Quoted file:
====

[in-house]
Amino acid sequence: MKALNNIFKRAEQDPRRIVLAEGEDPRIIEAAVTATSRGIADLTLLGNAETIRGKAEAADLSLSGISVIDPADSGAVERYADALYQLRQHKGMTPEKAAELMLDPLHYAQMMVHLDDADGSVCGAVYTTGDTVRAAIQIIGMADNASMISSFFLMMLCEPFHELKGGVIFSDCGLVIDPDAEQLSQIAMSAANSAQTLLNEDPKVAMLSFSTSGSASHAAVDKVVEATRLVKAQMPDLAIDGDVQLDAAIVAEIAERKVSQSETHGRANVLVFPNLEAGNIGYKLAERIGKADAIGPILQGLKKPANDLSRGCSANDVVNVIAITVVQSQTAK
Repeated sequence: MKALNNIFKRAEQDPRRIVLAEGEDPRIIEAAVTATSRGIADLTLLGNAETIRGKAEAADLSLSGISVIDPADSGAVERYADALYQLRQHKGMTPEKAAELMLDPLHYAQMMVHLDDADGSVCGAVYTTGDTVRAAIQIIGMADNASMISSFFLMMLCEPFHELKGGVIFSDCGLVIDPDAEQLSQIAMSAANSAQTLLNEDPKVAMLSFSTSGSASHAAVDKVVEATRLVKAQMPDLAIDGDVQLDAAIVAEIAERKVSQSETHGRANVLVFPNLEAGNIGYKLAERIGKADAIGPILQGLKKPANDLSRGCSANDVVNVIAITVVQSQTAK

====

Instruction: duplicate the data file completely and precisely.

[in-house]
Amino acid sequence: MKALNNIFKRAEQDPRRIVLAEGEDPRIIEAAVTATSRGIADLTLLGNAETIRGKAEAADLSLSGISVIDPADSGAVERYADALYQLRQHKGMTPEKAAELMLDPLHYAQMMVHLDDADGSVCGAVYTTGDTVRAAIQIIGMADNASMISSFFLMMLCEPFHELKGGVIFSDCGLVIDPDAEQLSQIAMSAANSAQTLLNEDPKVAMLSFSTSGSASHAAVDKVVEATRLVKAQMPDLAIDGDVQLDAAIVAEIAERKVSQSETHGRANVLVFPNLEAGNIGYKLAERIGKADAIGPILQGLKKPANDLSRGCSANDVVNVIAITVVQSQTAK
Repeated sequence: MKALNNIFKRAEQDPRRIVLAEGEDPRIIEAAVTATSRGIADLTLLGNAETIRGKAEAADLSLSGISVIDPADSGAVERYADALYQLRQHKGMTPEKAAELMLDPLHYAQMMVHLDDADGSVCGAVYTTGDTVRAAIQIIGMADNASMISSFFLMMLCEPFHELKGGVIFSDCGLVIDPDAEQLSQIAMSAANSAQTLLNEDPKVAMLSFSTSGSASHAAVDKVVEATRLVKAQMPDLAIDGDVQLDAAIVAEIAERKVSQSETHGRANVLVFPNLEAGNIGYKLAERIGKADAIGPILQGLKKPANDLSRGCSANDVVNVIAITVVQSQTAK